Saturday, July 09, 2011

The BAM-arena alliance, illegal parking, and construction progress: the role of p.r. in controlling the narrative

A week ago, Battle for Brooklyn filmmaker Michael Galinsky wrote, in reference to the Brooklyn Academy of Music's alliance with the Barclays Center arena,Don’t Let Atlantic Yards Developers Control the Narrative.

In that case, Forest City Ratner placed an exclusive with the New York Times, which decided it deserved front-page placement in the Arts section, then issued a press release claiming that BAM and the arena constitute a new cultural district.

That was a sign Forest City Ratner's spending on public relations paid off, as they turned a questionable story--was such a vague, limited plan worth such prominence, or just a blurb?--into bigger news.

Similarly, Forest City's "exclusive" offer to NY1 to observe construction progress represents the power of p.r.

Complicating the narrative

However, as the first article in the screenshot below shows, the developer can't always control the narrative.



The establishment of the web site/project Atlantic Yards Watch, the presence of web sites chronicling Atlantic Yards like No Land Grab and AYR, and the opportunity to present photos and web videos means that the mainstream press should notice what's going on.

They don't always do that, but, after the Daily News published an article yesterday, two television reporters were quick to follow up. It was a fairly digestible story, with lots of visuals.

What's missing?

There's lots more not yet covered regarding Atlantic Yards.

For example, what about Forest City Ratner's failure to hire an Independent Compliance Monitor?

Or Borough President Marty Markowitz's lies in the effort to help Forest City Ratner raise cheap capital from immigrant investors interested in green cards?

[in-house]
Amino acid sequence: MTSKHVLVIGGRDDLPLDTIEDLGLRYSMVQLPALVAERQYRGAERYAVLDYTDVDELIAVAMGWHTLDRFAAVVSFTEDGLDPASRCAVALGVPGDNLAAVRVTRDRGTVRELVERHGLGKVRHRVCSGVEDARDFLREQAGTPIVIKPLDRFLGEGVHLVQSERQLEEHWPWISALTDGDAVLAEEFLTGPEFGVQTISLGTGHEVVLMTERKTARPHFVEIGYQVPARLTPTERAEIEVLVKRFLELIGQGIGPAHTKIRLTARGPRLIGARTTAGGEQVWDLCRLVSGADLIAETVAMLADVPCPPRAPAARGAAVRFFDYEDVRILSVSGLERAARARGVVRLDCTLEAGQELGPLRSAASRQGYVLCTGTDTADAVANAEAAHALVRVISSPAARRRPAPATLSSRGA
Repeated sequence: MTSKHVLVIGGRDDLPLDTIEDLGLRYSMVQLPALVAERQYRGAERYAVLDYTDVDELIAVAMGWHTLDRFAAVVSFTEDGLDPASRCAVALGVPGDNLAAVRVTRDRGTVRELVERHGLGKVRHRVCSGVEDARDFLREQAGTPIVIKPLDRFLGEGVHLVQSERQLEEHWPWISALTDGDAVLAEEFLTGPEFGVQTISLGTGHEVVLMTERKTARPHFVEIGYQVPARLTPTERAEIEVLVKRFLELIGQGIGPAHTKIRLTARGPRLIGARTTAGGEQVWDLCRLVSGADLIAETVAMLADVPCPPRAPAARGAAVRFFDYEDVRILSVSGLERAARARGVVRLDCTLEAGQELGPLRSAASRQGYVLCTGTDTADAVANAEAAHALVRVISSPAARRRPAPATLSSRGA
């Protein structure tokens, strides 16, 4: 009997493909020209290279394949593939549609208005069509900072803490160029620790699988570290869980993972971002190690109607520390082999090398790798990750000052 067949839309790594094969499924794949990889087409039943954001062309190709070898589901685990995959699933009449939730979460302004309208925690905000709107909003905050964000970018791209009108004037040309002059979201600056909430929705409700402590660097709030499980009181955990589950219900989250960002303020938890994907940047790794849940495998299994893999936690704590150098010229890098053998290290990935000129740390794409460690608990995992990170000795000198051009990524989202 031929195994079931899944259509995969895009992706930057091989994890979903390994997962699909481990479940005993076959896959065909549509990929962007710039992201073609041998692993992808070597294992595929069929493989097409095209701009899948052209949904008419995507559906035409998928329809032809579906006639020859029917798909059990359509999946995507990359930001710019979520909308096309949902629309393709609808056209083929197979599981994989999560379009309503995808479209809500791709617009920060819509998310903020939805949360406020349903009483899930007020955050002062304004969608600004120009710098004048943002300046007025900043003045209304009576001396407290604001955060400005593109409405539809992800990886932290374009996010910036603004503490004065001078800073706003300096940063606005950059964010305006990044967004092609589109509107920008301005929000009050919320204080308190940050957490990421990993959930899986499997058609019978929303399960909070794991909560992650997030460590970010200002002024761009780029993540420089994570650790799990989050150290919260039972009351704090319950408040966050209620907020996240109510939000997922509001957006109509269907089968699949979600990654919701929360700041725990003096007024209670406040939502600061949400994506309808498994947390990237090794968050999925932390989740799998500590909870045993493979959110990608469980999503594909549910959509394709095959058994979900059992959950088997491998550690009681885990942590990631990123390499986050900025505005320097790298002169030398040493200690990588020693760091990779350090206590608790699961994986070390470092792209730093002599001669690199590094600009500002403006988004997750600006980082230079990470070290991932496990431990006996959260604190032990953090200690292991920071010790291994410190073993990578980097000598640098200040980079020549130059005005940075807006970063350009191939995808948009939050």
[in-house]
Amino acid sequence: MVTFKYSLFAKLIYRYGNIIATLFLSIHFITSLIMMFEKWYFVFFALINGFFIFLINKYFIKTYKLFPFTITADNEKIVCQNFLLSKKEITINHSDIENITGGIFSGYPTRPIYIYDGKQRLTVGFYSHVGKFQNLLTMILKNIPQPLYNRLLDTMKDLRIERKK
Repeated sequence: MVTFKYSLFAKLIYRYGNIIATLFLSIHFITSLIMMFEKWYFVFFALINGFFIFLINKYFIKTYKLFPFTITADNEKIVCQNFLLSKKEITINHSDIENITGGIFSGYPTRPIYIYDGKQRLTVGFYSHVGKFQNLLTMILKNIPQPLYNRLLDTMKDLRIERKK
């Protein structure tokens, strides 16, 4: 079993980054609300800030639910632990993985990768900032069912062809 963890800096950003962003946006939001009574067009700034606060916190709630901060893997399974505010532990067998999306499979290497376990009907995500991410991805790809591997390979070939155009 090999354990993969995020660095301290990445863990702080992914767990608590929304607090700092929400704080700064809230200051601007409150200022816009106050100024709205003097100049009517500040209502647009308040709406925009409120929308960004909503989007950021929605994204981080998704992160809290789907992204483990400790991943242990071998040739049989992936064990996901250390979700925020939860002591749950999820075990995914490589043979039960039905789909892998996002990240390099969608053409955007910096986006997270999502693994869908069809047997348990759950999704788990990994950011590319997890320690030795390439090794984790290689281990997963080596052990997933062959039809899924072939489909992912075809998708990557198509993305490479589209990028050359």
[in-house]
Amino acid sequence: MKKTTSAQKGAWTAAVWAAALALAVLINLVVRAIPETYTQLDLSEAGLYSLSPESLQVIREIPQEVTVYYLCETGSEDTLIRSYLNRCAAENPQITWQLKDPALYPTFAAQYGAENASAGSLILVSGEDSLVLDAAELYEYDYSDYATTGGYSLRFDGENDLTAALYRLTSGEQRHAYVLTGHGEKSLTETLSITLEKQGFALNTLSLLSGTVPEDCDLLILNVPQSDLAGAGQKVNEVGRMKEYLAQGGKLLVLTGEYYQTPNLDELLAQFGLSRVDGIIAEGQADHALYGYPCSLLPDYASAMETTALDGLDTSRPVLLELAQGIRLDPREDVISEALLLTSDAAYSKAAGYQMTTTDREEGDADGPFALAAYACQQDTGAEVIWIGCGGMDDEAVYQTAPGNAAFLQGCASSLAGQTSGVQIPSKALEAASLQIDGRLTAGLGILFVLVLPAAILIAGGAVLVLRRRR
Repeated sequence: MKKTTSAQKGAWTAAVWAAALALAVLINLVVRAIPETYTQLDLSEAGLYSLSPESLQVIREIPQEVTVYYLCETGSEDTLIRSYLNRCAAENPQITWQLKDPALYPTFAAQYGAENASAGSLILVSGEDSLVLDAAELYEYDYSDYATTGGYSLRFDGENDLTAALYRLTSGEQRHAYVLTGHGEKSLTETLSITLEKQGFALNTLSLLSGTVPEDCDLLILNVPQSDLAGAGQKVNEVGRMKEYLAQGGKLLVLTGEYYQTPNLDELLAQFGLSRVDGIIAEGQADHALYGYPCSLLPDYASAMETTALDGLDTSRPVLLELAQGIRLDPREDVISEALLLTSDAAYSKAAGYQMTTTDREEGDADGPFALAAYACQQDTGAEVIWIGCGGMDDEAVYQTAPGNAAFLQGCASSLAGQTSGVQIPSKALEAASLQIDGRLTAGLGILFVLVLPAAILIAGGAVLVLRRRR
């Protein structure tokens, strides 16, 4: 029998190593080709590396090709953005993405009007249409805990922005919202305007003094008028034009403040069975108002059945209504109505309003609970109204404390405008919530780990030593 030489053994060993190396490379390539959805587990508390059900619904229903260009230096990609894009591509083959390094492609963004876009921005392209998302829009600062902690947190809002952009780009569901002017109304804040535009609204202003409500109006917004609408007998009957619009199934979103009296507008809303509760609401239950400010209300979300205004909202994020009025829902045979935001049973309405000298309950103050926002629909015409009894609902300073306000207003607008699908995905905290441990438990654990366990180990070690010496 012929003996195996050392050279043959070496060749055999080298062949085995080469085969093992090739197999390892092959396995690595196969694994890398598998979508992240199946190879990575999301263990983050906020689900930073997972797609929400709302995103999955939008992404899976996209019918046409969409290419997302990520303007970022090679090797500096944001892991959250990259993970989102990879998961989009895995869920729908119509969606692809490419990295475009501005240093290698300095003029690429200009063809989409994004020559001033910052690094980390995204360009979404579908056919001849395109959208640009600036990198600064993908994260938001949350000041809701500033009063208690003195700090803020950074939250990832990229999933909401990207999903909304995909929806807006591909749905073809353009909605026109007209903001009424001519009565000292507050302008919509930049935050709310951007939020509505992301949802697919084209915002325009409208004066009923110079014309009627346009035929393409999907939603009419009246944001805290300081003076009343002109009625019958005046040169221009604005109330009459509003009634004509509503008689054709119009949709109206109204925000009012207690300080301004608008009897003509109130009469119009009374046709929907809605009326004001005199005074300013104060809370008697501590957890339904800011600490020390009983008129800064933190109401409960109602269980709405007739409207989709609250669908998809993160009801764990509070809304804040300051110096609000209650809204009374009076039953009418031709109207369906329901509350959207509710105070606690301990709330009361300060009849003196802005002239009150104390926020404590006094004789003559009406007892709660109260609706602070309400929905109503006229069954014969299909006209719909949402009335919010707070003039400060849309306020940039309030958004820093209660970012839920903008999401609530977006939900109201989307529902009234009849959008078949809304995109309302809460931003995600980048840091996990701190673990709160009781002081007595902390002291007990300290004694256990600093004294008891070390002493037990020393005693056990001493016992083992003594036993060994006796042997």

Reporters overmatched?

Sure, it's hard out there for a reporter. “We’re all wire service reporters now," Theresa Agovino of Crain’s New York Business said in December 2009, according to the September/October 2010 issue of Columbia Journalism Review, a reference to the push for quantity over quality.

They too often don't have time to think, and that makes them vulnerable not just to p.r. pitches--that's part of the journalistic menu--but also the full packaging of the pitch. (Quick, did anyone actually analyze Forest City Enterprises' self-serving press release about saving on its debts? No.)

Shaping the debate

John Sullivan, in his ProPublica investigation and co-published in the May/June 2011 issue of Columbia Journalism Review, PR Industry Fills Vacuum Left by Shrinking Newsrooms, pointed toi the growing number of p.r. people and shrinking number of reporters, writing:
The dangers are clear. As PR becomes ascendant, private and government interests become more able to generate, filter, distort, and dominate the public debate, and to do so without the public knowing it. "What we are seeing now is the demise of journalism at the same time we have an increasing level of public relations and propaganda," [Robert] McChesney said. "We are entering a zone that has never been seen before in this country." 
That said, with Atlantic Yards, there are numerous leads to follow that are not hatched with the cooperation of "dark genius" Joe DePlasco. It's time for journalists to do their job. Or not.

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